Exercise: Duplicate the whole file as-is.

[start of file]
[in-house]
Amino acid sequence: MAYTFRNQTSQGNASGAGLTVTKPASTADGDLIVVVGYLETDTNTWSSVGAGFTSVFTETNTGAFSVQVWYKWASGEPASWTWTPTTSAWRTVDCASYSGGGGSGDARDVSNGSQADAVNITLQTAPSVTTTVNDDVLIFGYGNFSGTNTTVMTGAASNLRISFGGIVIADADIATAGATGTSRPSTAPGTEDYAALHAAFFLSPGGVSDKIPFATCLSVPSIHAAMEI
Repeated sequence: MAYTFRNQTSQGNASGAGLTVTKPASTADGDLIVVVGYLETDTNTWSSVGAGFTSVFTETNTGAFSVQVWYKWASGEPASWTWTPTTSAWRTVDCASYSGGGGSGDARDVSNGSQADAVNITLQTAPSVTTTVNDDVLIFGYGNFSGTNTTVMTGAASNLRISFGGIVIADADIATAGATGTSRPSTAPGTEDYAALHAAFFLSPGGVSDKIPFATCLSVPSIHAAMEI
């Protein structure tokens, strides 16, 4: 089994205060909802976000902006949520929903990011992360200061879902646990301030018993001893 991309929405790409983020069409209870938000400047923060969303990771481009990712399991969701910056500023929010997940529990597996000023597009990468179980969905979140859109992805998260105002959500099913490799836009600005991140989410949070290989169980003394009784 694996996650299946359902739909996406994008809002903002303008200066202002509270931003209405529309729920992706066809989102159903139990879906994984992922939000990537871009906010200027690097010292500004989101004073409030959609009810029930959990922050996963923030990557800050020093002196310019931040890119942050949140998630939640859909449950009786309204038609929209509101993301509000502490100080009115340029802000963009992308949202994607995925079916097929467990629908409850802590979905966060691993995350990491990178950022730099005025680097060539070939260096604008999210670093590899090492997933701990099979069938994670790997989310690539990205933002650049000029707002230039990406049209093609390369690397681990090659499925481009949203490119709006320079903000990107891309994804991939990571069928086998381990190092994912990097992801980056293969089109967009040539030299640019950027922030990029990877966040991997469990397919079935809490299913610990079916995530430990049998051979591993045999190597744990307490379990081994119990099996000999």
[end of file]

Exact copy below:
[in-house]
Amino acid sequence: MAYTFRNQTSQGNASGAGLTVTKPASTADGDLIVVVGYLETDTNTWSSVGAGFTSVFTETNTGAFSVQVWYKWASGEPASWTWTPTTSAWRTVDCASYSGGGGSGDARDVSNGSQADAVNITLQTAPSVTTTVNDDVLIFGYGNFSGTNTTVMTGAASNLRISFGGIVIADADIATAGATGTSRPSTAPGTEDYAALHAAFFLSPGGVSDKIPFATCLSVPSIHAAMEI
Repeated sequence: MAYTFRNQTSQGNASGAGLTVTKPASTADGDLIVVVGYLETDTNTWSSVGAGFTSVFTETNTGAFSVQVWYKWASGEPASWTWTPTTSAWRTVDCASYSGGGGSGDARDVSNGSQADAVNITLQTAPSVTTTVNDDVLIFGYGNFSGTNTTVMTGAASNLRISFGGIVIADADIATAGATGTSRPSTAPGTEDYAALHAAFFLSPGGVSDKIPFATCLSVPSIHAAMEI
């Protein structure tokens, strides 16, 4: 089994205060909802976000902006949520929903990011992360200061879902646990301030018993001893 991309929405790409983020069409209870938000400047923060969303990771481009990712399991969701910056500023929010997940529990597996000023597009990468179980969905979140859109992805998260105002959500099913490799836009600005991140989410949070290989169980003394009784 694996996650299946359902739909996406994008809002903002303008200066202002509270931003209405529309729920992706066809989102159903139990879906994984992922939000990537871009906010200027690097010292500004989101004073409030959609009810029930959990922050996963923030990557800050020093002196310019931040890119942050949140998630939640859909449950009786309204038609929209509101993301509000502490100080009115340029802000963009992308949202994607995925079916097929467990629908409850802590979905966060691993995350990491990178950022730099005025680097060539070939260096604008999210670093590899090492997933701990099979069938994670790997989310690539990205933002650049000029707002230039990406049209093609390369690397681990090659499925481009949203490119709006320079903000990107891309994804991939990571069928086998381990190092994912990097992801980056293969089109967009040539030299640019950027922030990029990877966040991997469990397919079935809490299913610990079916995530430990049998051979591993045999190597744990307490379990081994119990099996000999």